Maybe it’s much too early in the game
But I thought I’d ask you just the same
What are you drinking New Year’s,
New Year’s Eve?
The pressure’s on! What will you be popping open as the clock ticks its first seconds into 2017? Maybe you’re into small-production grower Champagnes. Maybe Christmas was a little rough on your wallet this year and you need a good (but still delicious) value bottle. Maybe bubbles aren’t your thing, but you still need something to toast with. Get some inspiration from what the France44 staff is imbibing for their New Year’s Eve celebrations! Plus, check out a few insider tips we’ve put together when it comes to choosing the finest fizz for your evening.
- Know what to expect when it comes to sweetness. There are some helpful—albeit cryptic—terms that appear on most bottles of bubbly to help determine how sweet or dry the wine will be. If you detest sweetness of any kind, go for labels that say Brut, Extra Brut, or Brut Nature. These wines will have anywhere from 0 to 12 grams per liter of residual sugar, with most of them falling below 7 g/l—well below the level of detectable sweetness, with the sugar being balanced out by the wine’s high acidity. If you like just a hint of sweetness, look for Extra Dry. Confusing, right? Many Proseccos (including the beloved LaMarca) are technically Extra Dry. Wines labeled Demi-Sec will have an easily perceptible sweetness to them. Let the wine staff know what your preferred sweetness level is, and they’ll point out some stellar examples!
(Geeky useless knowledge: The majority of Champagne consumed back in the 18th and 19th centuries was ridiculously sweet—the Russian Imperial Court ordered theirs to be made with more than 100 grams of sugar, and even kept extra bowls of sugar on their dinner tables just in case they wanted to add more!)
- Get to know the little guys. We all know Veuve Clicquot, Moet-Chandon and Perrier-Jouet. They’re consistent, dependable, and in constant supply. But why not go for something a little more unique this year—maybe some Farmer Fizz? While the major houses produce millions of cases of wine per year, these “Grower Champagne” producers rarely top 10,000 cases, with most being well under 5,000 per year. They’re made in a plethora of different manners—some are finessed and creamy, some are linear, bright, and minerally-crisp. Some see over 7 years aging on the lees, and some are perfect in their youthful vivaciousness. This eclectic little niche of the wine world has made a huge impact on the market in recent years, and it provides a fresh new look at how characterful and unique Champagne can be.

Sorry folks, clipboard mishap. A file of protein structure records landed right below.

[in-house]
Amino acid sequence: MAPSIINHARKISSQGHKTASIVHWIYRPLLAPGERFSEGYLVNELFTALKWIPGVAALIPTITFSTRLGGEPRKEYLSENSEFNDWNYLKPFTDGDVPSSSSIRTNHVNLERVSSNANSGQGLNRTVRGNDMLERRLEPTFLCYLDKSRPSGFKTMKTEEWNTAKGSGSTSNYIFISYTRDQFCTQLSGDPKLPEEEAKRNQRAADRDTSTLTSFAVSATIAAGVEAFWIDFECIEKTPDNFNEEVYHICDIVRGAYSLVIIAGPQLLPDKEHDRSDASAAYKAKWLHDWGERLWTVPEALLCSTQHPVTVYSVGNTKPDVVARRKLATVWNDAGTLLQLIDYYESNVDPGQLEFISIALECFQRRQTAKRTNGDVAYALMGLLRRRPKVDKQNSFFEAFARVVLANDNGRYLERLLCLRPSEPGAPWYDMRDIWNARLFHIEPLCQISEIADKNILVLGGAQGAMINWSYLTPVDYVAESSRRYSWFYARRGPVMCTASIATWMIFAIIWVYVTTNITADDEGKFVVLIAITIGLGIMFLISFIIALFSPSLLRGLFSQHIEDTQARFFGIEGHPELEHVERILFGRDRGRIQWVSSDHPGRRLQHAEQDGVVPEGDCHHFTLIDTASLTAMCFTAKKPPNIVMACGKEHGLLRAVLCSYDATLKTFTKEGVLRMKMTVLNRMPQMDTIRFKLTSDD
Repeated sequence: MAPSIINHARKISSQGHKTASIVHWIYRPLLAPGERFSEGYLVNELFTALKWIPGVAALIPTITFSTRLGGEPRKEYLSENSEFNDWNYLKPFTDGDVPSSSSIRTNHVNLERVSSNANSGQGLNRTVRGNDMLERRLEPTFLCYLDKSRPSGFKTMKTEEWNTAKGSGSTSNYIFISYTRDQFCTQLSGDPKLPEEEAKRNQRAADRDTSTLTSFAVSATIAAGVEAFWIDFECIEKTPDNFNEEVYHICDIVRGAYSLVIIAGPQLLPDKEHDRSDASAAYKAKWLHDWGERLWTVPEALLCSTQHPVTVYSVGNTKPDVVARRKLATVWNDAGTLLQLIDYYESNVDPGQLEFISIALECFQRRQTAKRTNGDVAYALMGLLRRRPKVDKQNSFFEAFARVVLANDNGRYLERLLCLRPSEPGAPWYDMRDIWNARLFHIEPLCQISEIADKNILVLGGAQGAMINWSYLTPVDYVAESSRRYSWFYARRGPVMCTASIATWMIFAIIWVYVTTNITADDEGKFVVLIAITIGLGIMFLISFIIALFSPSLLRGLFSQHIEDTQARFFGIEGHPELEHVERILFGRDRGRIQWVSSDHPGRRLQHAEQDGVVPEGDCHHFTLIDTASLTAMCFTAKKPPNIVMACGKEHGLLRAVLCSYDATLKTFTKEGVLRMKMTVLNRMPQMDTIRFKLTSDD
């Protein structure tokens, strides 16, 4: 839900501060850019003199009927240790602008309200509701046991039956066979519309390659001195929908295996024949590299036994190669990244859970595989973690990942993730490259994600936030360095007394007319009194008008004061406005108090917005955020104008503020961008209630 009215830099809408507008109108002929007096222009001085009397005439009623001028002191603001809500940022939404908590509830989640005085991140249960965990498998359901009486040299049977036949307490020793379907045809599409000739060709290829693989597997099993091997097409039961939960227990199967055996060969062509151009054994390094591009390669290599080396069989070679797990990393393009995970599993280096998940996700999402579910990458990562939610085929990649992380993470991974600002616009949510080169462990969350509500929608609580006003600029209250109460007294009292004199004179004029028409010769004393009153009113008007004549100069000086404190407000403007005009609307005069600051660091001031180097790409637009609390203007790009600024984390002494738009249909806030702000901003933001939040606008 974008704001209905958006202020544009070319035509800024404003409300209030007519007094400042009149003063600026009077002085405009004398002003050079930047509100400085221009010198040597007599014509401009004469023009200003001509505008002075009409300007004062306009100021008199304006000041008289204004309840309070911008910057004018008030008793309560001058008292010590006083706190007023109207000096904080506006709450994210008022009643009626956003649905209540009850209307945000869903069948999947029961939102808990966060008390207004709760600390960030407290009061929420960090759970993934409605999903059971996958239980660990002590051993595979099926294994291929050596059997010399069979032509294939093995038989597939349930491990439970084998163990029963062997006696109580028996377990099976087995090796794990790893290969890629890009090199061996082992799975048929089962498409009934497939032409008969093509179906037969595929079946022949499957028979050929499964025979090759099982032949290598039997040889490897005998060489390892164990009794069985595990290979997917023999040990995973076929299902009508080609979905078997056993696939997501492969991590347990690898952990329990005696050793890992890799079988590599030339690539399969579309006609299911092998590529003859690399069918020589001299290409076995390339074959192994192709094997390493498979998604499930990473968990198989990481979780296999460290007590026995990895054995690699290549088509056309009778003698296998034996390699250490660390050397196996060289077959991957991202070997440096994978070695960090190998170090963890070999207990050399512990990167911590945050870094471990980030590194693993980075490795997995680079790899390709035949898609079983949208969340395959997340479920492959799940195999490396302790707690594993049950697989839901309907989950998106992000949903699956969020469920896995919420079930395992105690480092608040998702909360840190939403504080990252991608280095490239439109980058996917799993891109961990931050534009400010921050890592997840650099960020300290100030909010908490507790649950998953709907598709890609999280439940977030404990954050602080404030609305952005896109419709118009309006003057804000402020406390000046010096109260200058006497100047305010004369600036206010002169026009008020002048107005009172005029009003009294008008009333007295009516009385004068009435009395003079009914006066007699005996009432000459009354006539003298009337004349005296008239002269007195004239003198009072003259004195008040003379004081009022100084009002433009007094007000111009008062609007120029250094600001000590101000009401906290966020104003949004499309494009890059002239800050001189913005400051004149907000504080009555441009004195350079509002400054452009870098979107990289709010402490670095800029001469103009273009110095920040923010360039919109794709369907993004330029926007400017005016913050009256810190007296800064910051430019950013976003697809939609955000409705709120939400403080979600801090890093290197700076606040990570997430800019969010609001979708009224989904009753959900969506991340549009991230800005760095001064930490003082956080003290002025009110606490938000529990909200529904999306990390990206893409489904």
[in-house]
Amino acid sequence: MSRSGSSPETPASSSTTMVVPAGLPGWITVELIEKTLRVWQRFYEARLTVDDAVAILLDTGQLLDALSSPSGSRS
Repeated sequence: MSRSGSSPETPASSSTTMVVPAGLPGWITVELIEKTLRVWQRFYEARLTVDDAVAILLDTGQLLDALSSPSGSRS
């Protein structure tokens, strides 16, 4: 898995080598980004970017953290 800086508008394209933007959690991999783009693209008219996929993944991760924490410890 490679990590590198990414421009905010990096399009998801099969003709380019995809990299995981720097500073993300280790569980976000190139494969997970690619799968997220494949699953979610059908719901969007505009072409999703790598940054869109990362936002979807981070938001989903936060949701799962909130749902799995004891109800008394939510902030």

- No need to drop big dough. Love the luxurious creaminess of a top-notch Blanc de Blancs but don’t love the big price tag? Expand your horizons and go for a French cremant, a domestic version, or maybe even something more exotic. These “little siblings” can provide the same unique taste that those expensive bubblies have, but for a fraction of the price—and maybe you’ll discover a new favorite wine region or style!
- Sparkling wines are only the beginning. Who says you have to drink bubbly when the clock strikes midnight? Consider a sparkling cocktail, a precious beer you’ve been eyeing, a new smoky scotch, or that glorious Italian wine that’s been calling your name. Traditions are traditions, but there are no rules to govern what should be in your glass as you ring in the New Year. Buck the trends, get a little weird, set new standards, and start 2017 off your way!
So, what are the pros drinking? Here are our staff picks to ring in 2017:
Chris–I’ll have a glass of Billecart-Salmon Blanc de Blancs in one hand, and a Manhattan in the other. A good vermouth is essential, and a splash of bitters makes all the difference. (and don’t forget the cherries!)
Bill–My favorite rose Cava: the Raventos i Blanc “De Nit”
Rick–Goutorbe Grand Cru. Less than half the price of Dom, and easily twice the wine.
Dustin–As much as we all love the good old Minnesota Martini (Budweiser and green olives) I will be imbibing with the lovely Lini Lambrusco. An off dry style which will be a great accompaniment to a plethora of meat and cheese.
Carin–Cranberry Moscow Mule – A festive twist on my summer staple! The perfect ginger beer is the most important ingredient, and a few fresh cranberries brings the holiday spirit. For an added twist, drizzle a splash of Tattersall Cranberry Liqueur on top.
Bennett–Bent Paddle Harness IPA, my favorite hoppy suds this time of year. When the clock hits midnight, Champagne Geoffrey Rosé de Saignée for toasts all around!
Erin–A French 75 (all the young kids love it): Cava, gin, St. Germain, lemon juice, and sugar.
Tom–I’m drinking St. George Raspberry Kirs all night long: fill a flute with your favorite bubbly and drizzle a bit of St. George’s Raspberry Liqueur in it. Easy, simple, and downright delicious.
Zach–Unibroue’s “la Resolution”. Everybody needs a good Resolution for the New Year!
Adam–Von Buhl Brut Riesling–the Champagne of Germany
Karina–If I had my druthers I’d pop some Jacques Selosse, but my bank account would rather have some funky Lambrusco. Pretty pale pink in the glass, it’s unfined, unfiltered, and ridiculously tasty–my favorite find of the year.